On 60 Minutes last Sunday Obama said, "I did not run for office to be helping out a bunch of fat cat bankers on Wall Street." Two days after he said that, it was announced that the Treasury, Citi, and the IRS had come to an agreement to forego $38 billion in taxes Citi would normally owe. This free handout is much larger than any "profit" the government stands to make when they sell their Citi stock. Geithner is toast. You heard it here first.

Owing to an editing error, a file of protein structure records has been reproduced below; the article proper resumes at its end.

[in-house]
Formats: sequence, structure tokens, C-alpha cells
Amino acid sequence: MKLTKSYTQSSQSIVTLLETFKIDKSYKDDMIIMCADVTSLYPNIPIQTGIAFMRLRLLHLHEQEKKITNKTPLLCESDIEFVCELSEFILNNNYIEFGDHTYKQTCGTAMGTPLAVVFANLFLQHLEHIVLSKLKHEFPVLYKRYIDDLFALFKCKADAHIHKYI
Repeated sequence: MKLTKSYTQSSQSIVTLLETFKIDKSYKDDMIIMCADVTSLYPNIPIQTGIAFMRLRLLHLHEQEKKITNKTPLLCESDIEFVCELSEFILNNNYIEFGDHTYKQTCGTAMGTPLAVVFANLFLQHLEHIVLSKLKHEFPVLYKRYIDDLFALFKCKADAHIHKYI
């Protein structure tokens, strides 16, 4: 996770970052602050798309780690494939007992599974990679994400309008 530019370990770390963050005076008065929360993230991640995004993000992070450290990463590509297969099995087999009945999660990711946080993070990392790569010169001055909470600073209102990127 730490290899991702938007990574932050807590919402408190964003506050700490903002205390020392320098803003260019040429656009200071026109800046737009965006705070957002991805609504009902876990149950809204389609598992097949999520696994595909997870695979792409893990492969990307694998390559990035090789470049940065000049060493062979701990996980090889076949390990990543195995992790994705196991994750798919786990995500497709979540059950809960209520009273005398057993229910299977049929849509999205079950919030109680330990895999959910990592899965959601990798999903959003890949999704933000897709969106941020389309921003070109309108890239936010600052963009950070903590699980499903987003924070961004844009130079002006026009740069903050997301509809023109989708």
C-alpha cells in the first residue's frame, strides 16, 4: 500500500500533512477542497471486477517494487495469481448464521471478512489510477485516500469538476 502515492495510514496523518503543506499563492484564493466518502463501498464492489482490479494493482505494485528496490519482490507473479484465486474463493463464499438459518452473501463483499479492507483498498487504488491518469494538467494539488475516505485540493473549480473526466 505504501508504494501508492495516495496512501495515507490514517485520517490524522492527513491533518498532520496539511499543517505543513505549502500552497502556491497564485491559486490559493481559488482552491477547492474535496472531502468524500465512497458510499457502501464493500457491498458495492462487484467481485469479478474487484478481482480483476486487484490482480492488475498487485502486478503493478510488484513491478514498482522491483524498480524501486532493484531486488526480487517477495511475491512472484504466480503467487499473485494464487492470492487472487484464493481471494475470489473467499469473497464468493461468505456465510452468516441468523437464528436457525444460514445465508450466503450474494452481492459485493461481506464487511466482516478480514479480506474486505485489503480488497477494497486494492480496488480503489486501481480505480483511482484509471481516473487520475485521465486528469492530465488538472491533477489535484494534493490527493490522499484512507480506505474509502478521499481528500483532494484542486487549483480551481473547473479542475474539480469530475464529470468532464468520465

Boeing's new 787 jetliner finally took to the skies Tuesday, more than two years later than the company had planned. The plane is the first of six 787s Boeing will use in the flight test program. Boeing currently has orders for 840 787s. The 787 is a radical departure for Boeing: About 50 percent of the plane is made of lightweight composite materials such as carbon fiber, with large sections produced by suppliers around the globe and assembled by Boeing at Everett WA. The plane will be quieter, produce fewer emissions and use 20 percent less fuel than comparable aircraft, while passengers will enjoy a more comfortable cabin with better air quality and larger windows. The program has been plagued by ill-fitting parts and electrical problems. The first flight was supposed to be in 2007 with deliveries the following year, but Boeing has been forced to push that back five times -- delays that have cost the company credibility, sales and billions of dollars.